We never imagined criss crossing the rather large, rugged and beautiful island of Borneo would be so difficult, but the locals seem to blame each travel discrepancy we encounter on “the holiday”, which we eventually learned was a reference to the recent two-week school break. Needless to say, we didn’t expect things to go any smoother when we set off from Mt. Kinabalu toward the coastal town of Sandakan – home to an orangutan reserve and the funny-lookin’ proboscis monkeys.
Here we were again…sitting on the side of the road atop the same over stuffed bags in the very same muddy spot we found ourselves in while trying and failing to hitch a ride to Poring Hot Springs ahead of our Mt. Kinabalu climb. The only difference this time was the blazing sun instead of the heavy rain and the extreme pain that had settled in our legs along with utter and total exhaustion.
Again, we waved down each charter bus or van that approached, but each rolled past taking a piece of our now fading hope along with it. Minutes turned to hours but produced nothing aside from a blossoming friendship with a Canadian family stuck in the same situation.
Finally, we considered ourselves fortunate to have flagged down a newer, green minivan bound for Ranau, a small town just an hour down the road. “Catch bus there,” the driver said. “Bus office,” he reassured us as we piled into the van.
The bus wound down the mountain spending much of its time on the other side of the road facing oncoming traffic with fearless bravery. Arriving alive, we spilled out the side door, our luggage sprawling into the busy roadway. There it was, like a shining beacon of hope, the small, worn bus office with bars covering the windows but a door wide open and welcoming.
Unfortunately, it was too good to be true. Each and every bus until 6pm was sold out leaving us running out of options and time. I settled in to my now favorite seated position with our bags (at least I had a change of scenery this time), as Dan once again set off to find a solution. A little under an hour later he returned. “I found a KFC,” he announced proudly. “And, another van leaving from a little local station down the road that will take us two hours closer, but not to Sandakan.” Those were our options…eat fried chicken and wait five hours before catching a bus four more, or try our luck in s small van packed with locals to head a bit farther down the road, but not to our final destination. We opted for the latter.
Sore and in sour moods, we were too tired to seek another solution. As we approached the skeleton of a bus shelter, it was clear – this is not an avenue heavily trafficked by tourists. Locals, who spoke no English, gawked with eyes wide open, but somehow seemed to sympathize with what they imagined was our predicament. Eventually, a kind, young girl approached to ask where we were going. After a few short minutes, she flagged down a small, beat up minivan, already overloaded with locals, gave the driver instructions and wished us good luck. To be honest, we didn’t know where we were headed only how much it would cost to get there. In a moments notice, our entire faith was placed upon the innocent girl with broken English who stepped in to help.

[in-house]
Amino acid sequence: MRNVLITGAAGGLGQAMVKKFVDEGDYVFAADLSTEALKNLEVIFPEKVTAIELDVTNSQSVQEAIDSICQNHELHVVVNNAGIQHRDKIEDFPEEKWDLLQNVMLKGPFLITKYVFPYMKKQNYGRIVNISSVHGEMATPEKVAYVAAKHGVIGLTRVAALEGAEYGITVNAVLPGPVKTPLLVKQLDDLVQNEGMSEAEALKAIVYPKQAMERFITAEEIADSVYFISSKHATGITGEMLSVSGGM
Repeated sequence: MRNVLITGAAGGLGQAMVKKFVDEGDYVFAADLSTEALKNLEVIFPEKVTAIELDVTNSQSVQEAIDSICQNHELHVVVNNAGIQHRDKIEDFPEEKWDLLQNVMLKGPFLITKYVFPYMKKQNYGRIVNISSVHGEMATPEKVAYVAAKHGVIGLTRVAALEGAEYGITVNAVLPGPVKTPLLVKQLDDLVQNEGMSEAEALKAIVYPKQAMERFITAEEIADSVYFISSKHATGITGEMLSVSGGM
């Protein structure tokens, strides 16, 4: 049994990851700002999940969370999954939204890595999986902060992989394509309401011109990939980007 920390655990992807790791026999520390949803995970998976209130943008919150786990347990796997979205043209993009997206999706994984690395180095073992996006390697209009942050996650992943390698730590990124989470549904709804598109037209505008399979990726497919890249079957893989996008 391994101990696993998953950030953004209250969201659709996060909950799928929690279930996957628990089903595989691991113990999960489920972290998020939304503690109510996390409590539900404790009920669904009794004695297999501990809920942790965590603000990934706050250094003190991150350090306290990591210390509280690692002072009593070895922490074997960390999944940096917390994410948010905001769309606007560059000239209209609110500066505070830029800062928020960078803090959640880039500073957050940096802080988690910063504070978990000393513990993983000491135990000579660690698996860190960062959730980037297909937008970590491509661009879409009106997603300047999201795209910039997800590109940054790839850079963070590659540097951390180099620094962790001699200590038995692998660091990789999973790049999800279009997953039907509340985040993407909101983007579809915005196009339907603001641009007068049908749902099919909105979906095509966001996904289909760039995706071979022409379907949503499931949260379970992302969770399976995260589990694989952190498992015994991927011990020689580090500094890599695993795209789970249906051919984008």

Our bags were jammed between the black seats of the van alongside bright blue plastic bags filled with plants. A large skull and cross bones sticker bearing the words ‘Borneo Head Hunters’ was affixed to the upper right side of the windshield while two rabbits feet dangled from the rear view mirror. As we rolled down the narrow dirt road washed out by recent heavy rains, the driver reached over to dial up the volume on his after-market CD player.
“Smack that all on the floor, smack that ’til you get sore.” The vulgar words of Akon blared through the speakers followed by Snoop Dog and other reputable artists. “Great,” I thought to myself. “This is American influence in rural Borneo. Nice.” Dan could only laugh, and unfortunately, we both sang along.
The heat was unbearable, the lack of space miserably uncomfortable and the winding road sickening. For two hours we slowly made our way past rolling mountains still tangled with overgrowth and by the rolling palm plantations that now mark a staggering portion of Borneo’s landmass. As far as the eye can see, seas of palm trees reaching toward the sky in perfectly planted rows grow as if they were stalks of corn planted in America’s farmland.
Amid the rolling fields of palms, we were tossed from the van in a dry, dusty parking lot surrounded by Muslim eateries and clothing shops. A series of grunts exchanged between our driver and another man led to our bags being thrown into yet another mini-van, and we followed suit. The van raced through Borneo’s beautiful countryside and along the road dotted with clapboard shacks the served as homes. Outside their was laundry hung neatly to dry and told the story of those living within. A young mother, a man’s work clothes and toddlers t-shirts adorned with angry birds or other characters.
The rush of our initial adventure was waning as we eventually pulled past armed guards checking for illegal Philippino immigrants outside of our final destination of Sandakan. While the US failed to initiate a travel alert for the area, both Australia and the UK had advised citizens not to visit the region as recent battles between Phillipino soldiers and the Malaysian government over land recently lead to dozens of deaths. Still, we pushed forward and pulled to the side of the road just past the military check point. As our driver hopped from the van to use the restroom behind a ripped, blue tarp that served as the wall for a local market, we couldn’t hide our exhaustion. Maybe he sensed it or maybe he was just being kind, but as our driver made his way from the makeshift toilet he grabbed several snake fruits from the nearby market stall peeling them and handing them to Dan and me.